'Lionel’s Chair 'celebrates the stalwart security guard that used to keep watch of a Coney Island roller coaster at night.

Philomena Marano’s older cousin, Nora,  used to drag her around their little corner of Bensonhurst like she was a circus curiosity. “Phyllis,” as Nora used to call her, “draw a horse,” and draw she would. With a bottle in one hand and a pencil in the other, baby Marano cranked out not some crude assemblage of shapes lacking any connection to an actual horse, but a sketch with identifiable proportions that told a story. That same steady hand went on to pick up pens, crayons, markers and paint brushes all through afterschool art classes, fancy Manhattan magnet schools and the illustrious Pratt Institute (where she campaigned to be the first-ever “draw’ring major,” as she says proudly in her Brooklynese).

She went on to work with Robert Indiana­—yes, that Robert Indiana—helping him produce the prints that came to define a whole pop art movement alongside Warhol’s product portraits, Johns’ American flags and Rosenquist’s pop montages. It was during this time that Marano picked up the two most important tools that would come to define her career. The first was the notion that no object was too mainstream or mundane to be creatively rendered. The second: an X-Acto knife.

“Robert used to talk about riding in the car with his mother and looking at all the highway signs,” says Marano, “and he used to call them ‘highway literature.’” She got to thinking about the iconography that made an impression in her own life and turned to the mythical, whimsical, distinctly American temple of amusement known as Coney Island. Like many New York City children, Marano grew up steeped in bumper cars, roller coasters, spook houses, snow cones and ice cream. She grew up enamored of the colorful signage, the banners waving in the wind and the danger of the Parachute Jump. “There were archetypes embedded in the culture there,” says Marano, “it really had its own mythology.” When she finally put all of these elements and implements together, she created Shooting Gallery #2. Made from hand-cut paper, it depicts a carnival shooting gallery from the inside, rendering all of its gears and moving parts in the brilliant silkscreened colors of the Color-aid line of paper.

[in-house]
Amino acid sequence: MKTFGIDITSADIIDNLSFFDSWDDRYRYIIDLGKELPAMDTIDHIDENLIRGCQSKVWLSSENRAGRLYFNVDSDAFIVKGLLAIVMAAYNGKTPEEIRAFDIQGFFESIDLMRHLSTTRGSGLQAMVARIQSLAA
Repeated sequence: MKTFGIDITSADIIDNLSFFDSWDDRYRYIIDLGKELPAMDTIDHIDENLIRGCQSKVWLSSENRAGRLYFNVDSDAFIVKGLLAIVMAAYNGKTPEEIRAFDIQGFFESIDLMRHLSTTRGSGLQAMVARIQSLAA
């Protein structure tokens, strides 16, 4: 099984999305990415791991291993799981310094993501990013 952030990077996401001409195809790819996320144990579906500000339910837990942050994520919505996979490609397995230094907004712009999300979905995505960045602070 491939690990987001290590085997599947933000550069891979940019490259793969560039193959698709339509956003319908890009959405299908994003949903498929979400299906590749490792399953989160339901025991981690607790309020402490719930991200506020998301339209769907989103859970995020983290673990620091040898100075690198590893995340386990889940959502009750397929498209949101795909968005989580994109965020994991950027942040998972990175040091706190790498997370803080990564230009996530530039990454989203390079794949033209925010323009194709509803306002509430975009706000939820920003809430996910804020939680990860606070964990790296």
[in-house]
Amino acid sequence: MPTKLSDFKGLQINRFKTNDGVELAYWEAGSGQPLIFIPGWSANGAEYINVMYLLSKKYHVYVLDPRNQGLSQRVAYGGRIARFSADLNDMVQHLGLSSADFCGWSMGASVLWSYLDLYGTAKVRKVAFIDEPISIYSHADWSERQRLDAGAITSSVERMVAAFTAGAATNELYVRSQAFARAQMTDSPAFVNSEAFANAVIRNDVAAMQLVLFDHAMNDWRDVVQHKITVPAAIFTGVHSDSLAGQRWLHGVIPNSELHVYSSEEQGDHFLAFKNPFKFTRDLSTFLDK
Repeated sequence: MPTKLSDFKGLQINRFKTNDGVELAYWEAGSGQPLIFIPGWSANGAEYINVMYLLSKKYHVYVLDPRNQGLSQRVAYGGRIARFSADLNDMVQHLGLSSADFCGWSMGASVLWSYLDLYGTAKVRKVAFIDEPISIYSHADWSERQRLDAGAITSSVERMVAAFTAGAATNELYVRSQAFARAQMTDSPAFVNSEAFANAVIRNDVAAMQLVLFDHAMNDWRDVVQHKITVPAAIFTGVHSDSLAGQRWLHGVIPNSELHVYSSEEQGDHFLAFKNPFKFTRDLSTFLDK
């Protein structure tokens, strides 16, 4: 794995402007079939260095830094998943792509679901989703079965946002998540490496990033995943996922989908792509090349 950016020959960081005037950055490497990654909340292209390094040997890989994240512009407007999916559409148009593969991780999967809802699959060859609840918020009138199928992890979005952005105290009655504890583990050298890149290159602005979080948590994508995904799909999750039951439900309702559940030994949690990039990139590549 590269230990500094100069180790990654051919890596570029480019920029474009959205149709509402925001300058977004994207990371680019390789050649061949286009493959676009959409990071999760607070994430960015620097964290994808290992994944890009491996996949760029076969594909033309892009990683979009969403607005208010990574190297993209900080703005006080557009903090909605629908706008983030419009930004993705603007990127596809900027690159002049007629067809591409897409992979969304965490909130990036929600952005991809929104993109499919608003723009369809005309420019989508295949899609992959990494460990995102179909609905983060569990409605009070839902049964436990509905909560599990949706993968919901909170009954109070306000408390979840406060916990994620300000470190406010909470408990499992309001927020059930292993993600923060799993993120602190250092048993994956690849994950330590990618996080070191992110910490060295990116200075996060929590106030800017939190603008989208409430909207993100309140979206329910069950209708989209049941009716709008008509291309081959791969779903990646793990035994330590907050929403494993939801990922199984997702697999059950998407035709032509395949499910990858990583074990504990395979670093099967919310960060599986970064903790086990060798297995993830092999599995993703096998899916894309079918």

The tiny human figure is made from five individually cut layers of paper. With surgical precision, Marano uses tweezers to affix a delicate cut of paper.

Though the piece captures her precision and attention to detail, her later work, like the American Dream-Land series, would grow in complexity and depth. Her process begins with a drawing. “Even though I’m cutting paper, drawing is the root of all of it,” says Marano, “it’s all so dependent on the lines, whether it’s a pencil or a knife.” She sketches her image onto vellum paper with a pencil, which becomes what she calls her “master tracing.” From there, she carefully plots out the layers and colors of the piece, starting with the background and slowly shifting to the foreground, accounting for shadows and texture and color along the way. Using the master tracing, Marano cuts each swirl of a cloud or rollercoaster truss with the X-Acto knife, checking it against the tracing to ensure each piece fits together properly. 

The full scope of that complex and tedious process looms large in I Hear the Brooklyn Bridge Singing, which depicts a view from the bridge’s central walkway. The texture of the steel cable in the foreground stands out with its careful depiction of the cable’s braids. As the eye delves into the background through the arch, the trusses and windows in the buildings stand out as particularly tedious objects with which she captures the depth of perspective in the scene.

In 'I Hear the Brooklyn Bridge Singing,' Marano pushes collage beyond two dimensions with depth and perspective.

Since her move to Sarasota in March 2017, she continues to celebrate Coney Island’s storied iconography but has added a new wrinkle to her subject matter. At a recent survey exhibition of collage at Ringling College, Marano showcased some works that depict The Nerveless Nocks, a Sarasota family of circus performers who travel with their motorcycle acts all around the nation. “It has a very similar kind of excitement and mystery as some of the Coney Island rides I remember,” says Marano. In Vortex of Doom, Marano depicts a high-flying act as seen from the ground, with blue skies and big white clouds in the background. In a sense, it captures the entirety of her approach. It’s a scene of whimsy and majesty, of danger and fun, of rich color and hard-edged lines—captured lovingly, painstakingly and with childlike wonder on paper. 

A ferris wheel made out of balsa wood has an electric motor attached that lets it spin.